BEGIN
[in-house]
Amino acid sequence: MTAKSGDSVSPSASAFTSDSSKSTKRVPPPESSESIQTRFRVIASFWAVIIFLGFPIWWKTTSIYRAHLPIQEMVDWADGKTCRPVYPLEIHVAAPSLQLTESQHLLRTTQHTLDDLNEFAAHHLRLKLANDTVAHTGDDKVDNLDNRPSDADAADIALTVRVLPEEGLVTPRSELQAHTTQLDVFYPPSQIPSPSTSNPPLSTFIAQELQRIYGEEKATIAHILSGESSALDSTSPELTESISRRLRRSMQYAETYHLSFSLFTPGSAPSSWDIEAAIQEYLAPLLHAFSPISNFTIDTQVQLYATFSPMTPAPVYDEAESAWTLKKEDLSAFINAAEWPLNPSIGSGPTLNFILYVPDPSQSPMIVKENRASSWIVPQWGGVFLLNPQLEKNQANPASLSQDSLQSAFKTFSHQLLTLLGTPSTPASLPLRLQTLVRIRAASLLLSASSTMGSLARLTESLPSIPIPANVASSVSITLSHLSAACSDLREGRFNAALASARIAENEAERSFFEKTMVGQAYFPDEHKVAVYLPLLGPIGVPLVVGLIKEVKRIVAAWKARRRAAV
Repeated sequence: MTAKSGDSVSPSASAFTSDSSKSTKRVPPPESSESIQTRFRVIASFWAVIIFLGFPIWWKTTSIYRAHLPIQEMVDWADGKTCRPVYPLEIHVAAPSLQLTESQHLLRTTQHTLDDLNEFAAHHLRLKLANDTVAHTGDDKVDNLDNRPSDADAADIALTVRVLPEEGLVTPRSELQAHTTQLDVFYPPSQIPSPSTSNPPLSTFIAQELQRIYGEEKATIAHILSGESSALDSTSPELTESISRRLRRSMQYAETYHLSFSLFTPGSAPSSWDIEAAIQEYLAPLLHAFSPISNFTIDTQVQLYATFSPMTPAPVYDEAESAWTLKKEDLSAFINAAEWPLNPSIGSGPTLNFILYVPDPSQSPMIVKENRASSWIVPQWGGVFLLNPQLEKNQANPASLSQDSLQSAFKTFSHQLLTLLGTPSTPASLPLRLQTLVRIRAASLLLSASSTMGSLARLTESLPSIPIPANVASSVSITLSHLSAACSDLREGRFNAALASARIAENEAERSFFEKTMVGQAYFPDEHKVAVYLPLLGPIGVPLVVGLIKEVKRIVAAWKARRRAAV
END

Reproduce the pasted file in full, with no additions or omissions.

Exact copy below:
[in-house]
Amino acid sequence: MTAKSGDSVSPSASAFTSDSSKSTKRVPPPESSESIQTRFRVIASFWAVIIFLGFPIWWKTTSIYRAHLPIQEMVDWADGKTCRPVYPLEIHVAAPSLQLTESQHLLRTTQHTLDDLNEFAAHHLRLKLANDTVAHTGDDKVDNLDNRPSDADAADIALTVRVLPEEGLVTPRSELQAHTTQLDVFYPPSQIPSPSTSNPPLSTFIAQELQRIYGEEKATIAHILSGESSALDSTSPELTESISRRLRRSMQYAETYHLSFSLFTPGSAPSSWDIEAAIQEYLAPLLHAFSPISNFTIDTQVQLYATFSPMTPAPVYDEAESAWTLKKEDLSAFINAAEWPLNPSIGSGPTLNFILYVPDPSQSPMIVKENRASSWIVPQWGGVFLLNPQLEKNQANPASLSQDSLQSAFKTFSHQLLTLLGTPSTPASLPLRLQTLVRIRAASLLLSASSTMGSLARLTESLPSIPIPANVASSVSITLSHLSAACSDLREGRFNAALASARIAENEAERSFFEKTMVGQAYFPDEHKVAVYLPLLGPIGVPLVVGLIKEVKRIVAAWKARRRAAV
Repeated sequence: MTAKSGDSVSPSASAFTSDSSKSTKRVPPPESSESIQTRFRVIASFWAVIIFLGFPIWWKTTSIYRAHLPIQEMVDWADGKTCRPVYPLEIHVAAPSLQLTESQHLLRTTQHTLDDLNEFAAHHLRLKLANDTVAHTGDDKVDNLDNRPSDADAADIALTVRVLPEEGLVTPRSELQAHTTQLDVFYPPSQIPSPSTSNPPLSTFIAQELQRIYGEEKATIAHILSGESSALDSTSPELTESISRRLRRSMQYAETYHLSFSLFTPGSAPSSWDIEAAIQEYLAPLLHAFSPISNFTIDTQVQLYATFSPMTPAPVYDEAESAWTLKKEDLSAFINAAEWPLNPSIGSGPTLNFILYVPDPSQSPMIVKENRASSWIVPQWGGVFLLNPQLEKNQANPASLSQDSLQSAFKTFSHQLLTLLGTPSTPASLPLRLQTLVRIRAASLLLSASSTMGSLARLTESLPSIPIPANVASSVSITLSHLSAACSDLREGRFNAALASARIAENEAERSFFEKTMVGQAYFPDEHKVAVYLPLLGPIGVPLVVGLIKEVKRIVAAWKARRRAAV